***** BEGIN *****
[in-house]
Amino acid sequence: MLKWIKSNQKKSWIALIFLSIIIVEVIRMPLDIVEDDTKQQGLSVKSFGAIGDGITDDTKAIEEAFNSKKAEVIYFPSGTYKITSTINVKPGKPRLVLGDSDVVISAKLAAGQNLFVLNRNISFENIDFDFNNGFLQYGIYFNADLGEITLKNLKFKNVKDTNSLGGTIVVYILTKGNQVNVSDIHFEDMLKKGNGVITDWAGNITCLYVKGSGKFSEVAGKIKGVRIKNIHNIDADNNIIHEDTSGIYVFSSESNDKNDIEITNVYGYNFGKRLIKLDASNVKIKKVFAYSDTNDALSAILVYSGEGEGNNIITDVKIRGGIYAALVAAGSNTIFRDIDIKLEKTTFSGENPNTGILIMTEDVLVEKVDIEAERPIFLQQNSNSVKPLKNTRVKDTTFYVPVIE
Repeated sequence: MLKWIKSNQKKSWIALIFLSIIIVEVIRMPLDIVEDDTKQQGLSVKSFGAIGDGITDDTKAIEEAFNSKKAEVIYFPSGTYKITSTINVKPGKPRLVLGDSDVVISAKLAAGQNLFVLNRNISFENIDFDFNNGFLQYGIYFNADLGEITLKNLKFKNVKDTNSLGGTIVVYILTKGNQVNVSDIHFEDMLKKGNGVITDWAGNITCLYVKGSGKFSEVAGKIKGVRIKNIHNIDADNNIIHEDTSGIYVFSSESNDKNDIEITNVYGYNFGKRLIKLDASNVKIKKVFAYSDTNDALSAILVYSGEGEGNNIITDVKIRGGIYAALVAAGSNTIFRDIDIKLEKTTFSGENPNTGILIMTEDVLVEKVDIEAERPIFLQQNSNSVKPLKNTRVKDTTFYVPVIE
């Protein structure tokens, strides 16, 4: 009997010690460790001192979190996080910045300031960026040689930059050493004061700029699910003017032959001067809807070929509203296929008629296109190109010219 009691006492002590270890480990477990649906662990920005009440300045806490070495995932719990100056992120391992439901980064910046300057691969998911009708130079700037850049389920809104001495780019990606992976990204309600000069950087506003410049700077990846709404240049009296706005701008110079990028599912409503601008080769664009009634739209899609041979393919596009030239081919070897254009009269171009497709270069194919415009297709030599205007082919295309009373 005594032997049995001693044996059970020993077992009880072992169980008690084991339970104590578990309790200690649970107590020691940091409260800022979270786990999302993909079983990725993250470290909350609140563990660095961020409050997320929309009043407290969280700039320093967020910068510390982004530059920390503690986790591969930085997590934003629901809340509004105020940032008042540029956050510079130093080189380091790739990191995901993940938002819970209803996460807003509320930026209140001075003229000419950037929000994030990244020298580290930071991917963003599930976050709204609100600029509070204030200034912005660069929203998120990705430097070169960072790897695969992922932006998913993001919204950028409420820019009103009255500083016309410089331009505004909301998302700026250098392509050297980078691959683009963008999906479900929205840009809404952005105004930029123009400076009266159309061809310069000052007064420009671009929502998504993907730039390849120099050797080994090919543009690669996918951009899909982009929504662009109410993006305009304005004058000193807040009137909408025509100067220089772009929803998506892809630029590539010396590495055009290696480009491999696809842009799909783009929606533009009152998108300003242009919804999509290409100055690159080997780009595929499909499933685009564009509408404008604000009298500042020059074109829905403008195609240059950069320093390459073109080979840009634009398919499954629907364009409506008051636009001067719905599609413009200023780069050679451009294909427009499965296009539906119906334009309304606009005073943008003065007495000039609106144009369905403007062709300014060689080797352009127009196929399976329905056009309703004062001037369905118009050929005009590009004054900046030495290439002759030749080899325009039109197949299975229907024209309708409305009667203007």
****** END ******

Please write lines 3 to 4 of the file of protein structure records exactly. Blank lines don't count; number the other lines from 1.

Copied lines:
Repeated sequence: MLKWIKSNQKKSWIALIFLSIIIVEVIRMPLDIVEDDTKQQGLSVKSFGAIGDGITDDTKAIEEAFNSKKAEVIYFPSGTYKITSTINVKPGKPRLVLGDSDVVISAKLAAGQNLFVLNRNISFENIDFDFNNGFLQYGIYFNADLGEITLKNLKFKNVKDTNSLGGTIVVYILTKGNQVNVSDIHFEDMLKKGNGVITDWAGNITCLYVKGSGKFSEVAGKIKGVRIKNIHNIDADNNIIHEDTSGIYVFSSESNDKNDIEITNVYGYNFGKRLIKLDASNVKIKKVFAYSDTNDALSAILVYSGEGEGNNIITDVKIRGGIYAALVAAGSNTIFRDIDIKLEKTTFSGENPNTGILIMTEDVLVEKVDIEAERPIFLQQNSNSVKPLKNTRVKDTTFYVPVIE
């Protein structure tokens, strides 16, 4: 009997010690460790001192979190996080910045300031960026040689930059050493004061700029699910003017032959001067809807070929509203296929008629296109190109010219 009691006492002590270890480990477990649906662990920005009440300045806490070495995932719990100056992120391992439901980064910046300057691969998911009708130079700037850049389920809104001495780019990606992976990204309600000069950087506003410049700077990846709404240049009296706005701008110079990028599912409503601008080769664009009634739209899609041979393919596009030239081919070897254009009269171009497709270069194919415009297709030599205007082919295309009373 005594032997049995001693044996059970020993077992009880072992169980008690084991339970104590578990309790200690649970107590020691940091409260800022979270786990999302993909079983990725993250470290909350609140563990660095961020409050997320929309009043407290969280700039320093967020910068510390982004530059920390503690986790591969930085997590934003629901809340509004105020940032008042540029956050510079130093080189380091790739990191995901993940938002819970209803996460807003509320930026209140001075003229000419950037929000994030990244020298580290930071991917963003599930976050709204609100600029509070204030200034912005660069929203998120990705430097070169960072790897695969992922932006998913993001919204950028409420820019009103009255500083016309410089331009505004909301998302700026250098392509050297980078691959683009963008999906479900929205840009809404952005105004930029123009400076009266159309061809310069000052007064420009671009929502998504993907730039390849120099050797080994090919543009690669996918951009899909982009929504662009109410993006305009304005004058000193807040009137909408025509100067220089772009929803998506892809630029590539010396590495055009290696480009491999696809842009799909783009929606533009009152998108300003242009919804999509290409100055690159080997780009595929499909499933685009564009509408404008604000009298500042020059074109829905403008195609240059950069320093390459073109080979840009634009398919499954629907364009409506008051636009001067719905599609413009200023780069050679451009294909427009499965296009539906119906334009309304606009005073943008003065007495000039609106144009369905403007062709300014060689080797352009127009196929399976329905056009309703004062001037369905118009050929005009590009004054900046030495290439002759030749080899325009039109197949299975229907024209309708409305009667203007």